Management and prognostic features of intracerebral hemorrhage during anticoagulant therapy - A Swedisih multicenter study
Research output: Contribution to journal › Article
Background and Purpose-Patients treated with oral anticoagulants (ACs) have an increased risk of intracerebral hemorrhage (ICH), which is more often fatal than spontaneous ICH. Options to reverse the AC effect include intravenous administration of vitamin K, plasma, and coagulation factor concentrate. However, the optimal management of AC-related ICH has not been determined in any randomized trial. In this study, the present management of AC-related ICH was surveyed, and determinants of survival were assessed. Methods-We retrospectively reviewed the medical records of all AC-related ICHs at 10 Swedish hospitals during a 4-year period, 1993 to 1996. Survival status after the ICH was determined from the Swedish National population register. Results-We identified 151 patients with AC-related ICH. Death rates were 53.6% at 30 days, 63.6% at 6 months, and 77.5% at follow-up (mean 3.5 years). The case fatality ratio at 30 days was 96% among patients unconscious on admission (n=27), 80% among patients who became unconscious before active treatment was started (n=15), 55% among patients in whom no special action was taken except withdrawal of AC treatment (n=42), and 28% among patients given active anti-coumarin treatment while they were still conscious (n=64). The case fatality, ratio at 30 days was 11% in the group treated with plasma (n = 18), 30% in the group treated with vitamin K (n = 23), and 39% in the group treated with coagulation factor concentrate (n=23). Within the first 24 to 48 hours after admission, 47% of the patients deteriorated. Choice of therapy to reverse the AC effect differed substantially between the hospitals (P <0.0001), as did the time interval from symptom onset to start of treatment. Multiple logistic regression analysis showed only 2 factors (intraventricular extension of bleeding and ICH volume) that were independently related to case fatality at both 30 days and 6 months. The results were similar when the analysis was restricted to patients who were conscious on admission. Conclusions-In AC-related ICH, a progressive, neurological deterioration during the first 24 to 48 hours after admission is frequent, and the mortality is high. Choice of therapy to reverse the AC effect differed considerably between the hospitals. There was no evidence that any treatment strategy was superior to the others. A randomized controlled trial is needed to determine the best choice of treatment.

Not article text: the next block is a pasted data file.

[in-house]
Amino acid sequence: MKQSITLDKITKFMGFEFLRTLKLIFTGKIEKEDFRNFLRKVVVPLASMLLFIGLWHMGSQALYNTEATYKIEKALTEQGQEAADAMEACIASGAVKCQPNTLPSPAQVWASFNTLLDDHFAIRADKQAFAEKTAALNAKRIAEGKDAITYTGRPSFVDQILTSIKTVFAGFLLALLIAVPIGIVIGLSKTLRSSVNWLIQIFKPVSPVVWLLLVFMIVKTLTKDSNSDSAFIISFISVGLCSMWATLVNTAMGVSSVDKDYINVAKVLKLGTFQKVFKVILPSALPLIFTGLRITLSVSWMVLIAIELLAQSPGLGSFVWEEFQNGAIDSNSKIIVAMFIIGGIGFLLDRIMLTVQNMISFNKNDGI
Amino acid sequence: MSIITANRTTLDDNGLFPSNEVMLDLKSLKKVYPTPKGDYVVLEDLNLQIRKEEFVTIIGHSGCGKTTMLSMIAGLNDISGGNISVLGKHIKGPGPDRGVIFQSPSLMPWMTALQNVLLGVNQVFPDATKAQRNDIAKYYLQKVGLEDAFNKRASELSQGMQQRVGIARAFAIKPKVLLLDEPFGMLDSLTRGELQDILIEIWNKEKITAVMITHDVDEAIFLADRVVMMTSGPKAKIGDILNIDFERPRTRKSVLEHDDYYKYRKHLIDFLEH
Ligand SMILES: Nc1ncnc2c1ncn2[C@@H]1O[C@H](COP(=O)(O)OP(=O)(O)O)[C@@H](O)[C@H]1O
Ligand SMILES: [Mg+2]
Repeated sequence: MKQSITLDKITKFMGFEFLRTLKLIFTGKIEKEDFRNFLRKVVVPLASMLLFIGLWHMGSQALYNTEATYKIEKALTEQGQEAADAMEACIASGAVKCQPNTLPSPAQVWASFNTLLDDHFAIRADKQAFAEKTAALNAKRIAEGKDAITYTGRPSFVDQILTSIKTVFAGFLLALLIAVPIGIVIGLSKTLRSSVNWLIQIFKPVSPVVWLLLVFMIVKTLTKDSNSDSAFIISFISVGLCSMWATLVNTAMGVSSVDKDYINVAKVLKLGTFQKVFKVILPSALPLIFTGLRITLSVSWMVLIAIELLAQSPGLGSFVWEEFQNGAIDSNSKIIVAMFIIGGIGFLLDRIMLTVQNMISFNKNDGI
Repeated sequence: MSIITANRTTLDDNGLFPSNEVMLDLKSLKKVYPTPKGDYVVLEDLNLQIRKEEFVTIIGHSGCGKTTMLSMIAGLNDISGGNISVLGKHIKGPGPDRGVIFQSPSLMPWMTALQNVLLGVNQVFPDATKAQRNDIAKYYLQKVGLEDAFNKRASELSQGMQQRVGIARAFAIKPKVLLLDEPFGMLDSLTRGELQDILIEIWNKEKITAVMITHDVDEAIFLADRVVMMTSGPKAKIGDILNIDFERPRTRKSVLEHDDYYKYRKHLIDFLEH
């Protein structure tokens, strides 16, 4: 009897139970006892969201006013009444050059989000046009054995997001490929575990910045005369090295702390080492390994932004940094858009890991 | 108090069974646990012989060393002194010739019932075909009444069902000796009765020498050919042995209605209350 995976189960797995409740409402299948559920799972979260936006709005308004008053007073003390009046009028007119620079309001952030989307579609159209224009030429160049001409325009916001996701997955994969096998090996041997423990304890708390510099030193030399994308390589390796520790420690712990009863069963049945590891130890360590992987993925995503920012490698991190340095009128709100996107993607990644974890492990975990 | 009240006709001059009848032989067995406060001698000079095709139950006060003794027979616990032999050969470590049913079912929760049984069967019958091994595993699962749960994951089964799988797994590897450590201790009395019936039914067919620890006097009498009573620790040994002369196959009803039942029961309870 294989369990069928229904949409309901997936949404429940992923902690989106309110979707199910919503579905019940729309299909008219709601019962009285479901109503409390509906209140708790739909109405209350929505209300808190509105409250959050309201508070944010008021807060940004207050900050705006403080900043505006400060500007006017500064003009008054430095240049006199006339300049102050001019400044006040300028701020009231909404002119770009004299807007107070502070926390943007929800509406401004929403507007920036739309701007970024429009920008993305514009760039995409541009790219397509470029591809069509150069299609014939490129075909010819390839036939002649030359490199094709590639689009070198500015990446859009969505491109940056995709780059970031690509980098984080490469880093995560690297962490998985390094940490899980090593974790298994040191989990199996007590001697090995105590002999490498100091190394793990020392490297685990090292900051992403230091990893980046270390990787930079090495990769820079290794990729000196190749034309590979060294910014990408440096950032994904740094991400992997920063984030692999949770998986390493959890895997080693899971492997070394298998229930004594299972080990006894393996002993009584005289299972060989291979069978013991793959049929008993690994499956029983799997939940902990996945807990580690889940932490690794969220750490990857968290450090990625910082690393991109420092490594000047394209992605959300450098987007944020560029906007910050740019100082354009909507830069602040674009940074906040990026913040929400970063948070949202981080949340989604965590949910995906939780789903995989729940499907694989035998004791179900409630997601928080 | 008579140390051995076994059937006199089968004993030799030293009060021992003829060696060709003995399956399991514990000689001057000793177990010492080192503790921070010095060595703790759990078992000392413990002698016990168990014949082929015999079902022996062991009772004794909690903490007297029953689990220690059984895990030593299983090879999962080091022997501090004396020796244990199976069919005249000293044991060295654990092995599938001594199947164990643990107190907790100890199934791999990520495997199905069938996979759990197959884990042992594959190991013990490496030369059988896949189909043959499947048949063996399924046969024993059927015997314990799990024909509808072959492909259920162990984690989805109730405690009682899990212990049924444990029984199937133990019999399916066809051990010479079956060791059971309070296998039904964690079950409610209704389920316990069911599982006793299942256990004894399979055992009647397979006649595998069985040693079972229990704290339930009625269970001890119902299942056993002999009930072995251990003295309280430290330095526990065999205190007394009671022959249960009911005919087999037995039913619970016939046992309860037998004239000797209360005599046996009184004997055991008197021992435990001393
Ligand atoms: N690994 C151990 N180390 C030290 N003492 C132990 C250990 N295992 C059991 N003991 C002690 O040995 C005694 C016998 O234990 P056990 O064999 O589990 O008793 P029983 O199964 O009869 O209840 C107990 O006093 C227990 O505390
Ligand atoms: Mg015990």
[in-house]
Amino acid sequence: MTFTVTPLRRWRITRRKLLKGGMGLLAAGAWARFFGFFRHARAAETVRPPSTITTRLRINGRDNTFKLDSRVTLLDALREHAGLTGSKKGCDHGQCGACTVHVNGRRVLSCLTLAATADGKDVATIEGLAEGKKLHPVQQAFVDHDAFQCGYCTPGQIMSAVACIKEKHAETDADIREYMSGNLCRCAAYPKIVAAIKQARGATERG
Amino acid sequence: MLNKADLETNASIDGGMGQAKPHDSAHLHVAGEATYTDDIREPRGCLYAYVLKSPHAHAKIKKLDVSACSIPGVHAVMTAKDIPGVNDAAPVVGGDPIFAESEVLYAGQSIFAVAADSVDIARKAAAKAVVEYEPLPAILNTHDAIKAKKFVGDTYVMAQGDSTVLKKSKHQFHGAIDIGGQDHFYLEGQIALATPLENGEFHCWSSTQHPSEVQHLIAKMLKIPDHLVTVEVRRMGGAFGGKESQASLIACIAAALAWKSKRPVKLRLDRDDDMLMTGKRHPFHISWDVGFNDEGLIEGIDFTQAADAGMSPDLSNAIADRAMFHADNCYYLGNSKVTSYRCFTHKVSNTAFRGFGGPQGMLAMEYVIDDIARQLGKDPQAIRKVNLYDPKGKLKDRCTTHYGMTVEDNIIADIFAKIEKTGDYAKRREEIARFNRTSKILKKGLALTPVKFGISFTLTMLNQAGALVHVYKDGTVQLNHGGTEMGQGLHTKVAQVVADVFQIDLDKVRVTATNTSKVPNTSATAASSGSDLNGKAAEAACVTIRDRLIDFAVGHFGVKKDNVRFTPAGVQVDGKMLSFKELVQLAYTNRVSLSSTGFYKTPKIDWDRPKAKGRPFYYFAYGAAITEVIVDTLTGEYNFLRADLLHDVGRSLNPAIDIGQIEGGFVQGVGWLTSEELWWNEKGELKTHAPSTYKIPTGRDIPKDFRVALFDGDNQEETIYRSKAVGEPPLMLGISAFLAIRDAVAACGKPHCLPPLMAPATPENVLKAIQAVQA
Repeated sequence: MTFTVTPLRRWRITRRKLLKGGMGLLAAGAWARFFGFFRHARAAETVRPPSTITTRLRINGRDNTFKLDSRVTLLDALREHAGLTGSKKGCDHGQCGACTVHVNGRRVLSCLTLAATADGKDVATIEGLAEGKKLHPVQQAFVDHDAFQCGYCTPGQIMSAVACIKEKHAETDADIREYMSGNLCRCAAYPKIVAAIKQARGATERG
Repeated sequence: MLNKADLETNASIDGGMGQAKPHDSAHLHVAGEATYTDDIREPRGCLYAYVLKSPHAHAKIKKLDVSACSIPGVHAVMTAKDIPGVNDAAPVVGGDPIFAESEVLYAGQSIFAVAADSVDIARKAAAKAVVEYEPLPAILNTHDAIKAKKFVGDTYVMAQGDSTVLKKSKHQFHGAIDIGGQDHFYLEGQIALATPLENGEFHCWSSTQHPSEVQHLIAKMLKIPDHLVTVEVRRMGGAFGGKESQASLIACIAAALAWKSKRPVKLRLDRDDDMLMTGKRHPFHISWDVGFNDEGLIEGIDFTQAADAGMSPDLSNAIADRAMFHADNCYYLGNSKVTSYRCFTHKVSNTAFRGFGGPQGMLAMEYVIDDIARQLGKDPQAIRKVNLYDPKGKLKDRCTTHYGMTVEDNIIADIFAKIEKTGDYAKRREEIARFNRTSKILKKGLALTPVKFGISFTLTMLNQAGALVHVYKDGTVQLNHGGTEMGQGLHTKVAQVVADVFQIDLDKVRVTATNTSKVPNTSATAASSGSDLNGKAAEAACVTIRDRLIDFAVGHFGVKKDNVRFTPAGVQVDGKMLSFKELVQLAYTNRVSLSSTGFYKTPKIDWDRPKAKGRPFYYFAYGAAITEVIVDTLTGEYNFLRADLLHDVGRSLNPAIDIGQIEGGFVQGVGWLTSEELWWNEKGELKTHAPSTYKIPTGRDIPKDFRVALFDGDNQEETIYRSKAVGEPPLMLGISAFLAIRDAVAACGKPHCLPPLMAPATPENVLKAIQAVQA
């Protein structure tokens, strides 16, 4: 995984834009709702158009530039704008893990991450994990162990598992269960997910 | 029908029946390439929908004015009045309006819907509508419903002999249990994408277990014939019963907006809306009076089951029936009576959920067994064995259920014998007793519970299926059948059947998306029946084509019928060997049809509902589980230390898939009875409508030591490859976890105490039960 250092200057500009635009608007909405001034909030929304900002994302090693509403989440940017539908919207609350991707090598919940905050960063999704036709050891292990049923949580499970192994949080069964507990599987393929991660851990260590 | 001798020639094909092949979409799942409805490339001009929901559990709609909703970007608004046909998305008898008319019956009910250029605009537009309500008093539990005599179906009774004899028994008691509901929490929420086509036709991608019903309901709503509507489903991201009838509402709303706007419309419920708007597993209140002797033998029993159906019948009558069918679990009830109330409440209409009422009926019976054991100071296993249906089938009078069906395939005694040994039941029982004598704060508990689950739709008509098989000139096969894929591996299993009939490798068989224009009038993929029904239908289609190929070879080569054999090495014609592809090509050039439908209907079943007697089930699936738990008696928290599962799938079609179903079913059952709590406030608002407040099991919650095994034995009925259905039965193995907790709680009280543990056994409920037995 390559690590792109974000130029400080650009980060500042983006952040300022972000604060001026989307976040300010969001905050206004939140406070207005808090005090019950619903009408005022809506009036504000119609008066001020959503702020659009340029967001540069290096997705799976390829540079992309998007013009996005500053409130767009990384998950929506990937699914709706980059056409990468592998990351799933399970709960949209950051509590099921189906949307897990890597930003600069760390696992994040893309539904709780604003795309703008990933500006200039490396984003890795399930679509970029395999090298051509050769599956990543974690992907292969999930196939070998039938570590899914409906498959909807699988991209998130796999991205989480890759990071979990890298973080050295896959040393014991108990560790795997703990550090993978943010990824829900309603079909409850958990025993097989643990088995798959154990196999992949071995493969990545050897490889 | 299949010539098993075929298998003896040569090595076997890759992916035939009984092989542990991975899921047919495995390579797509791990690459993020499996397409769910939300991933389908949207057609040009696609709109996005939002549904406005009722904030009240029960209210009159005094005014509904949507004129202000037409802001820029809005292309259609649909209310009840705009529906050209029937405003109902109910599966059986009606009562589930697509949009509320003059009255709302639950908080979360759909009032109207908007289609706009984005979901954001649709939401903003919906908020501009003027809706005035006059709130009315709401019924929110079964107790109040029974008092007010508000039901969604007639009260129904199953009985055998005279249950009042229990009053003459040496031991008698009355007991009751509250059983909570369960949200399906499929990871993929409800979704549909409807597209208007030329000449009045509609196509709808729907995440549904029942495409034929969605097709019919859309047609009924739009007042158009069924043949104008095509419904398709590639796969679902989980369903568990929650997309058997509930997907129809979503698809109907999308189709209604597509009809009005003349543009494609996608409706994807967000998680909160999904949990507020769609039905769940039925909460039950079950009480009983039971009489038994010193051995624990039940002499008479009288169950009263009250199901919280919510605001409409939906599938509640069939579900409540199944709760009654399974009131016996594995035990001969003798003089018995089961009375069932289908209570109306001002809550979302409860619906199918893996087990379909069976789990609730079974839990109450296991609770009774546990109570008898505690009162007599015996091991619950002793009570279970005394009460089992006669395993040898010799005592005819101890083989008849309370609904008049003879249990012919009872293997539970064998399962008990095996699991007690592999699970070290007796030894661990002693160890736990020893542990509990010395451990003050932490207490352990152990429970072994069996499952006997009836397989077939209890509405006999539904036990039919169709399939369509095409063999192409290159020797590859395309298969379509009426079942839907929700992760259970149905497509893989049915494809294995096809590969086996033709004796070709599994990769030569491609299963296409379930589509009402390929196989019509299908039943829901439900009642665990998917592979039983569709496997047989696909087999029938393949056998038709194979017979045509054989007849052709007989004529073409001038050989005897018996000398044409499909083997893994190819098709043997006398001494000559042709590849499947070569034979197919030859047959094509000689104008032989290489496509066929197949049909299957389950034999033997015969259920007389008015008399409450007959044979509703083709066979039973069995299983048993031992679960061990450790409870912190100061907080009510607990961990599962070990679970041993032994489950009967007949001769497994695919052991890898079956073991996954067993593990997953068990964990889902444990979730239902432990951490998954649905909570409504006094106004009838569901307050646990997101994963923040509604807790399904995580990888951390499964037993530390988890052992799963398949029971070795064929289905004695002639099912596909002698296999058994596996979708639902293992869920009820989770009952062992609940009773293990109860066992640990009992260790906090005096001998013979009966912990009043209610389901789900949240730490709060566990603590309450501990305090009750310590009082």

|Research areas and keywords||
Subject classification (UKÄ) – MANDATORY
|Journal||Stroke: a journal of cerebral circulation|
|Publication status||Published - 2001|